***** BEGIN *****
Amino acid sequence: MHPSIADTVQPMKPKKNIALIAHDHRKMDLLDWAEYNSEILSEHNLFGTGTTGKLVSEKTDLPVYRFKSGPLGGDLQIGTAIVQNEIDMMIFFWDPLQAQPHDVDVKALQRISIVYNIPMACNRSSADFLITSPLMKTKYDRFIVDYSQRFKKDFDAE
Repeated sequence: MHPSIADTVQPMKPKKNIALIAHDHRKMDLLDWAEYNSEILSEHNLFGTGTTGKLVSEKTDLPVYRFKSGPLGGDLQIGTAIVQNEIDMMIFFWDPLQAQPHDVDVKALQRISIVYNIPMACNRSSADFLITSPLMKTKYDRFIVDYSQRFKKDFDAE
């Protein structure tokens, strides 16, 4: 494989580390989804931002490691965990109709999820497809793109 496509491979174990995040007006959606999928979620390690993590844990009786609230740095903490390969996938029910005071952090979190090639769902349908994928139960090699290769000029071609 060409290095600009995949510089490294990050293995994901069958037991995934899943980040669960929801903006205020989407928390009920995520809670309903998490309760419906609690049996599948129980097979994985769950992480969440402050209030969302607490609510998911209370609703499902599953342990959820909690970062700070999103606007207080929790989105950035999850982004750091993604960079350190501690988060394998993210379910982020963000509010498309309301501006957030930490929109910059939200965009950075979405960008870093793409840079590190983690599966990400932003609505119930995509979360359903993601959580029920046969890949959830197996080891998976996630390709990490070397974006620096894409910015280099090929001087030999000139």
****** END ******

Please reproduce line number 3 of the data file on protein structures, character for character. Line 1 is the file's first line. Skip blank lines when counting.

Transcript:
């Protein structure tokens, strides 16, 4: 494989580390989804931002490691965990109709999820497809793109 496509491979174990995040007006959606999928979620390690993590844990009786609230740095903490390969996938029910005071952090979190090639769902349908994928139960090699290769000029071609 060409290095600009995949510089490294990050293995994901069958037991995934899943980040669960929801903006205020989407928390009920995520809670309903998490309760419906609690049996599948129980097979994985769950992480969440402050209030969302607490609510998911209370609703499902599953342990959820909690970062700070999103606007207080929790989105950035999850982004750091993604960079350190501690988060394998993210379910982020963000509010498309309301501006957030930490929109910059939200965009950075979405960008870093793409840079590190983690599966990400932003609505119930995509979360359903993601959580029920046969890949959830197996080891998976996630390709990490070397974006620096894409910015280099090929001087030999000139």